The post would be drawn from the ranks of government ministers and help sell the "Lisbon process" of EU-wide economic reform, which will be relaunched today by the president of the European Commission, Jose Manuel Barroso.
Like all 25 EU countries, the UK would set up a "National Action Programme for Jobs and Growth", adopted after discussions in Parliament and with employers and unions.
Mr Barroso's paper stresses the need for countries to make good promises to push through difficult economic reforms. He believes that a key element should be the creation of "a Mr or Mrs Lisbon at government level charged with co-ordinating the different elements of the strategy".
His paper also sidelines the original ambition which was for Europe to overtake the US in economic performance by 2010. Instead it talks of reviewing progress in three-year cycles.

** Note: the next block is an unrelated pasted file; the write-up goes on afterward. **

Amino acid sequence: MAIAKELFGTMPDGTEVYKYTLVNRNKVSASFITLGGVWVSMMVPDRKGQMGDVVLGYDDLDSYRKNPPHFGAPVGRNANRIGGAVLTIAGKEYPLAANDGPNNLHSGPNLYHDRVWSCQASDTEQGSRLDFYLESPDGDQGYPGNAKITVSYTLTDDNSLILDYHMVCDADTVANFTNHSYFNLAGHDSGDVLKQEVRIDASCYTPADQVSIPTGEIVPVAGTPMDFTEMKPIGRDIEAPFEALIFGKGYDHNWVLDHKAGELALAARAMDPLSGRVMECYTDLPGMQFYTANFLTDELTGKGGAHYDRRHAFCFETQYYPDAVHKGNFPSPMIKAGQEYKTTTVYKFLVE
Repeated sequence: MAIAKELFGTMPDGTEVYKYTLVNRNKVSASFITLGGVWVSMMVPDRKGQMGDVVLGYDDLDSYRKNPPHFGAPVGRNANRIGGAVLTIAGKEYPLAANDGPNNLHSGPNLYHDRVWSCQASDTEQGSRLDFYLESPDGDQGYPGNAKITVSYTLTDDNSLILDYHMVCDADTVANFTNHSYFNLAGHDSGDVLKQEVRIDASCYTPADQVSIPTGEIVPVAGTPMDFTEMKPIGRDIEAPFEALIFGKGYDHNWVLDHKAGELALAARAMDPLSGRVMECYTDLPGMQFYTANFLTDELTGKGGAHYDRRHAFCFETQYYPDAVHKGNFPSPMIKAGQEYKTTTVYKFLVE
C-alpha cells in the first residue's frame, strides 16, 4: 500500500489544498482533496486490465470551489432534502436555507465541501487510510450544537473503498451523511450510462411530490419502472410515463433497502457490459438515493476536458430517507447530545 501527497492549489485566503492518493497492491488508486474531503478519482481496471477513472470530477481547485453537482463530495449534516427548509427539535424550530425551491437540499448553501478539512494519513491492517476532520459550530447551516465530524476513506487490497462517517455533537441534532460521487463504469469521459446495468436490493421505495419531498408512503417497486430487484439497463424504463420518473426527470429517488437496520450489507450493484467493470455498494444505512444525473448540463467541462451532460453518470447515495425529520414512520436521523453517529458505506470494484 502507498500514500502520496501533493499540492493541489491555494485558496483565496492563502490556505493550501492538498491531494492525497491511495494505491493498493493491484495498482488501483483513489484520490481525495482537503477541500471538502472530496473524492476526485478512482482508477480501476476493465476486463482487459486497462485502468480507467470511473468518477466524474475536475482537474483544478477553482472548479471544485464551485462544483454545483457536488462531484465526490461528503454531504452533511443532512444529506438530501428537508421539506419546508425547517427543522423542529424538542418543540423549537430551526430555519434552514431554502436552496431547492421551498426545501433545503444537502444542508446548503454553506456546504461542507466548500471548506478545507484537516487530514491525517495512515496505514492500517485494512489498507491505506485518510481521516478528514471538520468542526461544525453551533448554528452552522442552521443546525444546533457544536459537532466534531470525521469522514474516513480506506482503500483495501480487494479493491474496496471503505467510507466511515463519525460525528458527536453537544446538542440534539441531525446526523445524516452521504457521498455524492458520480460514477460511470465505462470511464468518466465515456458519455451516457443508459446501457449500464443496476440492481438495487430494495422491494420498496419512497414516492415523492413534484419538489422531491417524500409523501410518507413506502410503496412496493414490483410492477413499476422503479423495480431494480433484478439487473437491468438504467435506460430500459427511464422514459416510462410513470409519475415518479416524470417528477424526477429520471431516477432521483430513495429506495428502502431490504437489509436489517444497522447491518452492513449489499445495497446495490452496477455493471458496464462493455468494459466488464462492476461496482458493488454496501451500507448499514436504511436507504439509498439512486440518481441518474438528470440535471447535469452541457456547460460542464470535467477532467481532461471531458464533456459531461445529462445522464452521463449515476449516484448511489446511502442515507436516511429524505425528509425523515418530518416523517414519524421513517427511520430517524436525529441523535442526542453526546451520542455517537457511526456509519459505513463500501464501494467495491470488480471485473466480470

The plan calls for increased investment in research and development, better targeting of regional aid and state aid, structural reforms, reduced regulation on business and more liberalisation. And the paper highlights productivity as a key area of concern.
The British government will back today's document - apart from its calls for harmonisation of the base of corporate taxation throughout the EU.
Britain has already promised to oppose such a move which cannot be pushed through without unanimous agreement. A group of countries may decide to proceed, however.